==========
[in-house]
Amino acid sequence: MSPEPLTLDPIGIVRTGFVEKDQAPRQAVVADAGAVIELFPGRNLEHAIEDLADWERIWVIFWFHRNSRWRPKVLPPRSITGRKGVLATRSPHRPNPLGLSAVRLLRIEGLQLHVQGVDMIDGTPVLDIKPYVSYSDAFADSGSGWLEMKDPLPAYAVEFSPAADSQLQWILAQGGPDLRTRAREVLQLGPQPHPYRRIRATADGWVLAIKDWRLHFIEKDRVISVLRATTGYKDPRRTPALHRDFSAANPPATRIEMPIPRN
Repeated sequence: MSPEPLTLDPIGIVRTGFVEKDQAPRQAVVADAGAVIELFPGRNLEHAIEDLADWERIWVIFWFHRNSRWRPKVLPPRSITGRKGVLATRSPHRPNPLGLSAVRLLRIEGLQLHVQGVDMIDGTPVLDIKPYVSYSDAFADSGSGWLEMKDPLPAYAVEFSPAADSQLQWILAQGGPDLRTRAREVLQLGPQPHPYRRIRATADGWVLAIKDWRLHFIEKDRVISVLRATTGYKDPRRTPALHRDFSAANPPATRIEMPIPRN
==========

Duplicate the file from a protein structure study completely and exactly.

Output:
[in-house]
Amino acid sequence: MSPEPLTLDPIGIVRTGFVEKDQAPRQAVVADAGAVIELFPGRNLEHAIEDLADWERIWVIFWFHRNSRWRPKVLPPRSITGRKGVLATRSPHRPNPLGLSAVRLLRIEGLQLHVQGVDMIDGTPVLDIKPYVSYSDAFADSGSGWLEMKDPLPAYAVEFSPAADSQLQWILAQGGPDLRTRAREVLQLGPQPHPYRRIRATADGWVLAIKDWRLHFIEKDRVISVLRATTGYKDPRRTPALHRDFSAANPPATRIEMPIPRN
Repeated sequence: MSPEPLTLDPIGIVRTGFVEKDQAPRQAVVADAGAVIELFPGRNLEHAIEDLADWERIWVIFWFHRNSRWRPKVLPPRSITGRKGVLATRSPHRPNPLGLSAVRLLRIEGLQLHVQGVDMIDGTPVLDIKPYVSYSDAFADSGSGWLEMKDPLPAYAVEFSPAADSQLQWILAQGGPDLRTRAREVLQLGPQPHPYRRIRATADGWVLAIKDWRLHFIEKDRVISVLRATTGYKDPRRTPALHRDFSAANPPATRIEMPIPRN